RAMALLAH, West Bank (AP) — In a divorce court where a man's testimony is worth twice a woman's, victory for lawyer Reema Shamasneh is rare and often bittersweet.
On this morning in March, a young nurse is desperate to end her marriage to a truck driver who she says beat her, doused her with scalding tea and kept her from seeing her dying mother. But the price of freedom for a woman in the West Bank is high. Her husband only agrees to a divorce if she forgoes all alimony, including the $14,000 lump sum stipulated in the marriage contract.
Eager to escape the abuse and claim her young son, she says yes. The man stands before a copy of the Quran, the Muslim holy book, and repeats after an Islamic judge to his second wife: "You are divorced."
EDITOR'S NOTE: This is the second in a series of profiles of Arab women fighting for change in different countries and areas of life.
Shamasneh blinks back tears of relief and frustration, and then quickly composes herself.
"This is not a big victory," the 39-year-old lawyer says with an air of quiet determination. "I gave her what she wanted, but at the same time I am not happy because she gave up her rights."
Dressed in the headscarf and long robe of a devout Muslim, Shamasneh fights for Arab women in the most intimate arena of their lives: Marriage and divorce. One case and one client at a time, from a West Bank courtroom, she challenges the gender roles at the foundation of Arab families.
Women across the Arab world have gained ground in education and health, but inequality remains entrenched in most family courts where Islamic law, or Shariah, is applied. While countries such as Tunisia and Morocco have introduced reforms, brides in others must still be represented by male guardians who sign marriage contracts. Men can divorce on a whim, while women must prove cause. And polygamy is legal only for men.
Such notions enjoy strong support, even among women. In a 2013 poll by the Pew Research Center, large majorities in seven Arab countries said a woman should obey her husband, from 74 percent in Lebanon to 87 percent in the Palestinian territories and 93 percent in Tunisia.
"We cannot copy the Western laws because the Western societies are different and they have very complicated problems," says Maryam Saleh, a representative of the fundamentalist Islamic group Hamas in the now-defunct Palestinian parliament.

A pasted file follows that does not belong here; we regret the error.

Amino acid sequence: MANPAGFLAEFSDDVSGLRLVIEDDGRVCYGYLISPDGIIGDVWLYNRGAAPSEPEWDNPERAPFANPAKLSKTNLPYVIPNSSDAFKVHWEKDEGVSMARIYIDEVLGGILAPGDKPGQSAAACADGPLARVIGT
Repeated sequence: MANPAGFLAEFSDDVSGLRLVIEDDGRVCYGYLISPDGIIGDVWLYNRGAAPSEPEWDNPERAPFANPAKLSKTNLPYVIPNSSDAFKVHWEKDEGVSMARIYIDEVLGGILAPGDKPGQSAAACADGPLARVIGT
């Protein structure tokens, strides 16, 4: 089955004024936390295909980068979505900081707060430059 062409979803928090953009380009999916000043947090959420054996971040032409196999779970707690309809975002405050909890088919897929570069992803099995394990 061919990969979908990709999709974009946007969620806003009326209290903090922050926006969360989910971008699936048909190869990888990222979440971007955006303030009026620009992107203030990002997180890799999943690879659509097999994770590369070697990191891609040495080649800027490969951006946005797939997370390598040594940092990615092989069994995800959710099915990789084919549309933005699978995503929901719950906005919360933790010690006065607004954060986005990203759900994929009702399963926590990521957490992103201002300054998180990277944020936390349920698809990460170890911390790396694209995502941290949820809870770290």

But Shamasneh believes the laws are the way they are because they were passed by men.
"The ones who fill the major posts are men," Shamashneh says. "They were raised in a certain culture that says men are better than women, and this is reflected in the laws."
I HATE TRADITIONAL MARRIAGE
Shamasneh's views grew out of her upbringing in the farming village of Qatana, on the edge of the Israeli-occupied West Bank.
As a girl, Shamasneh says, she would see women get the leftovers of the traditional meat-and-rice dishes served at wedding feasts, after the men were done. And while her four brothers could come and go, she and her five sisters had to account for their limited movements.
"Until now, there is discrimination, even with simple things," she says over coffee and cookies in her family home, with a view of the Israeli coastal plain. "This makes me angry."
However, on one important point, her father Mohammed, a retired contractor, offered equality — he wanted all his children to get an education. Shamasneh chose law, a profession that turned out to be a good fit for her pragmatic, analytical nature, despite her initial bashfulness.
Her 74-year-old mother Amneh, sitting across from Shamasneh, says she is proud of her daughter's success. But her mother was against her studies, Shamasneh interjects.
"My mother said, this is a job for men, not women," she recounts.
Her mother, wearing a colorfully embroidered white robe typical of older village women, expresses regret.
"At the time, it was shameful for a woman to study and have a job," she says apologetically.